4. Efficiencies are trending up.
It could be a sign of the times, but sharing space, both residential and commercial, is trending up. Take for instance, The Social Apartments company. This series of designer shared housing complexes provides an economical way for international minded people to find housing. These complexes are location all over Japan, and are clean, comfortable, and modern. Many are designed by renowned Japanese artists. The location near Wakoshi station, for example, was designed by art director Shun Kawakani. There are 41 private units in a 4-story structure with each unit having a small bedroom, kitchen and bathroom. Then, attached to the 4-story structure is a large shared living space which includes a 60’s era style lounge with a pool table (rare for Japan), a library, yoga studio and a ‘beauty room’ which may consist of relaxation room with spa and the latest model massage chair. On the weekends, residents can do a language exchange in the lounge, or have parties on the weekends. Each location is slightly different from the others and offers different amenities. While this concept is common in America’s luxury apartments, this is a whole new concept in Japan.

On the commercial side, there is an Australian company called Servcorp Virtual Offices that now offers a fully furnished and fully functional office facility in various cities in Japan. Because it is so expensive to rent an office space, businesses trying to enter the Japanese market can ‘office’ out of this shared office space. Servcorp will provide administrative services, modern office equipment, and conference meeting facilities, plus give its clients a prestigious business address (inside the fancy Shinagawa Intercity Tower A, for example) and telephone number. If the company really needs to meet with clients, it can borrow an executive business lounge for up to 3 hours per day. This concept of sharing space, facilities, and staff with other companies suits two types of clients. It is good for startsups who need an address to bolster their image, or for multinational companies who may want a presence in Japan. The bottom line is they use these efficiencies to accomplish their goals without having to actually rent a permanent space.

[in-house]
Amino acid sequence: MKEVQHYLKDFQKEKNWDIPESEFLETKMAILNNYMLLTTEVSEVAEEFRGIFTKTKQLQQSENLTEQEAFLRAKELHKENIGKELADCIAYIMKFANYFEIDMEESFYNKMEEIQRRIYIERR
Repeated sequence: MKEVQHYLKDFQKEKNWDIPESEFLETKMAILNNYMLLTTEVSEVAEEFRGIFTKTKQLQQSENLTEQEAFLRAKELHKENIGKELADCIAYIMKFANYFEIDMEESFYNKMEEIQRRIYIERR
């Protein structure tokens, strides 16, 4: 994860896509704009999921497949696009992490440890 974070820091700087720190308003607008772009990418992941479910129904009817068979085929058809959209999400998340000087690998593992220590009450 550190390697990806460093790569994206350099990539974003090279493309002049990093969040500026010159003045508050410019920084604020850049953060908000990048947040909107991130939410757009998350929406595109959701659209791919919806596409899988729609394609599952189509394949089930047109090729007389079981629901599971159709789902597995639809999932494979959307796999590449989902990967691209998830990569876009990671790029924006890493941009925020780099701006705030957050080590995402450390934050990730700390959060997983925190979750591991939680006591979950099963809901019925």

So what are my thoughts on some of these trends? First, although the report shows that land prices are declining, it is bewildering that a place in Ginza can run $23,593/sf. Second, it was interesting to know that people have to pay sales tax on their house purchases. I worry about the backlash of raising the sales tax rate over the next two years because while it may encourage people to get off the fence and buy before the tax rate goes up, they may see a steep decline after the higher tax comes into effect. Much was seen here in the U.S. after the $8000 tax credit ended. Third, although the article touts low interest rates and lower down payments, the interest rates don’t seem that much lower than what we are seeing here in the U.S. and our FHA program allows for even lower down payments. And last, I love the idea of shared sophisticated spaces to save on rents, but I worry what this will do to all the empty office and condo space that no one will be willing to rent.

Susan Kwok Annoura, CIPS, ABR, GRI, e-Pro, CNE
Specializing in International Buyer/Tenant Representation
Annoura Realty Group, LLC

2012, Texas Association of Realtors International Committee
2012, Houston Livestock Show and Rodeo, International Committee
2010, 20 Under 40 Rising Stars in Real Estate Award Recipient
2009, Texas Realtor Leadership Program Graduate